In the myths, Fenris is one of the three monster children Loki had with the giantess Angerboda. He’s a giant wolf who is first befriended by Odin’s son Tyr and then horribly imprisoned by Odin and his family. It’s a short story, but it’s packed with unspoken assumptions and really tragic betrayals.
My entire series started when I asked myself two questions about the original myth: What if Fenris had a human form as well? And what if he fell in love?
What do you like best about Fenris?
Fenris tries really hard to do the right thing. He’s brutally honest, and in a lot of important ways he just doesn’t understand people. He expects the entire world to be as forthright and trusting as himself, and that leads to tragic consequences.
What do you like best about Sol?
Sol was raised in an oppressive society. As a woman and as the daughter of former slaves, she had no rights. Yet she still has this inherent sense of justice and fairness that flares to life when she’s angry. I admire that about Sol.
What other characters in your story are you especially fond of? Why?
Well, my very favorite character shows up in the last two books of the series. If you’re a fan of my Loki series, you’ll get to see Loki, Sigyn, and their sons Nari and Vali in the fifth and final book.
In The Monster’s Lover, I have a soft spot for Sol’s mother. She’s a woman who’s faced a lot of tragedy and who’s been forced to make terrible decisions. She ended up being more interesting and complex than I’d initially imagined.
Were there any scenes that were particularly difficult to write? If so, how?
Super serious, emotional conversations are always a challenge for me. The whole Fenris series is told entirely from Sol’s point of view, so I had to depend on those conversations to reveal a lot of Fenris’s backstory and personality… and Fenris really hates to talk about himself!
What’s up next for you?
I know I say this every time, but I really am going to write something that’s NOT inspired by Norse mythology!
Now, let’s check out that cover.
Promised to cruel King Nøkkyn’s harem, Sol Eriksen is out of options, and nearly out of time.
When she meets a distractingly handsome stranger in the Ironwood Forest who claims to be a legendary monster, Sol thinks he must be a madman, or a demon. She knows she shouldn’t listen to him. Or trust him. And she should not, under any circumstances, kiss him again.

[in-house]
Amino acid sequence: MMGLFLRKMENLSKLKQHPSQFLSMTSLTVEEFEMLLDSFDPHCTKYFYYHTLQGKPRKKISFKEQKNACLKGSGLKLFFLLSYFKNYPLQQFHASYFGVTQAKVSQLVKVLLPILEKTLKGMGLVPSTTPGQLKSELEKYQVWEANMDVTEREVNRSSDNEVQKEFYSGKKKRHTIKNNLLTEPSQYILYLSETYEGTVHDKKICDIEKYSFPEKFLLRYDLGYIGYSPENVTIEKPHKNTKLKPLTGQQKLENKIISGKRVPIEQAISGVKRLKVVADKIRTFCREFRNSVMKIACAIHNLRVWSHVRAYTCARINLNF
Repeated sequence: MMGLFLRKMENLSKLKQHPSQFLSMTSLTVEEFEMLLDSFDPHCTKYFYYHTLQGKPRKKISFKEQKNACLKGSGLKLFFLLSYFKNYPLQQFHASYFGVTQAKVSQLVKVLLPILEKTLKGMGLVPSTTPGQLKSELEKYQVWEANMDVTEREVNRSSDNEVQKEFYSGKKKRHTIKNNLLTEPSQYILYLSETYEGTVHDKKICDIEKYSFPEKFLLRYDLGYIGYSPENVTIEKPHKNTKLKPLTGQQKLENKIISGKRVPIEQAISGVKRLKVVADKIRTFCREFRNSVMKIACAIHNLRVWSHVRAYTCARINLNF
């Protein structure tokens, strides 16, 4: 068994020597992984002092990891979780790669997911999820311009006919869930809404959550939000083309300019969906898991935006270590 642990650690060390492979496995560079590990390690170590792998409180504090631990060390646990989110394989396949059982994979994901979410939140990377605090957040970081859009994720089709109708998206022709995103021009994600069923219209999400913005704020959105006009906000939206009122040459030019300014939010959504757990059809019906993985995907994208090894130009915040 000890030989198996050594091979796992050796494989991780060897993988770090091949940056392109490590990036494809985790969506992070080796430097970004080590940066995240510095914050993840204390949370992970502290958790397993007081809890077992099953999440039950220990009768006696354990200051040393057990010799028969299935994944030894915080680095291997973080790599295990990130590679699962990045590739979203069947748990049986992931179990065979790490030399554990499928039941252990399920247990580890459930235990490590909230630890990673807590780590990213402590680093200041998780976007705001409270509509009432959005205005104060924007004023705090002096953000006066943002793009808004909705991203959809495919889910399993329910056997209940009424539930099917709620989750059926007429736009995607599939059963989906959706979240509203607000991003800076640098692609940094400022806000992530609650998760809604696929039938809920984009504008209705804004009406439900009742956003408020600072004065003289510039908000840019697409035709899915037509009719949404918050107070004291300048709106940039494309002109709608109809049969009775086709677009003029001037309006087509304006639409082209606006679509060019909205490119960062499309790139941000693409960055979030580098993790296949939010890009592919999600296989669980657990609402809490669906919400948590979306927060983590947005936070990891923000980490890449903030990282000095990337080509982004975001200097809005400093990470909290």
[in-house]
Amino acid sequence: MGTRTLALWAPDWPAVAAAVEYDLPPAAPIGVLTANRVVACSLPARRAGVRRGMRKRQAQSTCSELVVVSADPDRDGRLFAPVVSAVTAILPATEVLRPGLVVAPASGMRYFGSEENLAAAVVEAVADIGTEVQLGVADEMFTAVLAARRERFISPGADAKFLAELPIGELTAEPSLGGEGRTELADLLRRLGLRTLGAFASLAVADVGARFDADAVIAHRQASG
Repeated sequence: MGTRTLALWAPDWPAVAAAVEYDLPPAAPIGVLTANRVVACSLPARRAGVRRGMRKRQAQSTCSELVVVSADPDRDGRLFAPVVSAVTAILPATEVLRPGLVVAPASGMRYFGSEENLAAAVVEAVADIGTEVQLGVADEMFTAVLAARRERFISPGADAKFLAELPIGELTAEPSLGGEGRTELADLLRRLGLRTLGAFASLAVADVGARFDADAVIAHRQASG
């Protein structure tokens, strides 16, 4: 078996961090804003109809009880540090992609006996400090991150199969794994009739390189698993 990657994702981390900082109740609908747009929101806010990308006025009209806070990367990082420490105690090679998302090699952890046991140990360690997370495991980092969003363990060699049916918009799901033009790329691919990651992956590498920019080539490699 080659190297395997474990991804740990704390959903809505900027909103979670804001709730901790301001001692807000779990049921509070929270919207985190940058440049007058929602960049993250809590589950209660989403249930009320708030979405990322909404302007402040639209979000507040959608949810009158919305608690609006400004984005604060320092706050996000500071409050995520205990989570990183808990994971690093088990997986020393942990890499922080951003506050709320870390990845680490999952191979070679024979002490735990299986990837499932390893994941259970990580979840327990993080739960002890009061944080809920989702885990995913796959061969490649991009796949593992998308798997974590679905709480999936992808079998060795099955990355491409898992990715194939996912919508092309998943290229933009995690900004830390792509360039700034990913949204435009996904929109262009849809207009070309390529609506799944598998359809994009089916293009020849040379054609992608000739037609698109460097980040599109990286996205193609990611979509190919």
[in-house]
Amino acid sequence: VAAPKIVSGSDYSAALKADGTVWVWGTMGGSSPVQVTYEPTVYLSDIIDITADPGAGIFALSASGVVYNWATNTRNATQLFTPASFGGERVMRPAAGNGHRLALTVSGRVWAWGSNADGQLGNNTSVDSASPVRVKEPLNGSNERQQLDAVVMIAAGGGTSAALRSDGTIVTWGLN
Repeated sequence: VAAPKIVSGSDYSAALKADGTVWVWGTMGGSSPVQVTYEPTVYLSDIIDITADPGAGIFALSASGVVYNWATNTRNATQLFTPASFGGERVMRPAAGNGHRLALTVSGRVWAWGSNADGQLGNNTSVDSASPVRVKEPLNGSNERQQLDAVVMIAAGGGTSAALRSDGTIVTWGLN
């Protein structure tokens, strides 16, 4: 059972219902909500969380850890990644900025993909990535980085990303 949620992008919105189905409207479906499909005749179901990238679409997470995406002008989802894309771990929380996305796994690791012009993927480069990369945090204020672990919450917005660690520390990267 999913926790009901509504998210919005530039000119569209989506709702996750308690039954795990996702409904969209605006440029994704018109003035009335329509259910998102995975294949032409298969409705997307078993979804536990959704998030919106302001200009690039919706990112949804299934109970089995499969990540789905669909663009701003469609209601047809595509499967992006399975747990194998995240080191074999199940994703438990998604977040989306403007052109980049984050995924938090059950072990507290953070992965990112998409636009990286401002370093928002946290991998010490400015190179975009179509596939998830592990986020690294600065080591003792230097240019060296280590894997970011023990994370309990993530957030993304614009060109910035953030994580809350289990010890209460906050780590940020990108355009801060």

As King Nøkkyn’s grip around her tightens, Sol finds her last chance at freedom may lie with her mysterious new lover, the man who calls himself Fenris.
I closed my eyes, tilted my face toward the fading sunlight, and ran my fingers through my wet hair, carefully avoiding the sore lump on the back of my skull. The fear and shame of the day slowly melted from my body, evaporating in the thick evening light. I was safe under the trees, just like Da always said.
I can scarcely explain what made me turn.
There were no strange noises, nothing out of the ordinary. The river hissed and murmured. Birds cried from the canopy while the wind whispered to the treetops. Shadows pooled beneath the pines’ thick trunks, and the evening insects began their songs.
Still, something silent and invisible thickened the air, raising the hairs on the back of my neck. I opened my eyes and turned away from the Lucky, toward the deep forest.
He stood a pace away from me, beneath the trees. Not hiding, but not exactly visible. He was so motionless, he may as well have been made of wood himself. My heart jumped, and I grabbed a river-smooth stone in my fist before coming to my feet. If he tried to throw mud at me, I’d smash that stone into his skull.
His pale eyes blinked, and he tilted his head to the side as if trying to understand what he was seeing. My breath caught in my throat. He wore no shirt; black curls of hair scattered across the rippling muscles of his chest. His bare skin reminded me of my own nakedness, and my cheeks warmed.
“Who are you?” I demanded.
He frowned, then tilted his head to the other side.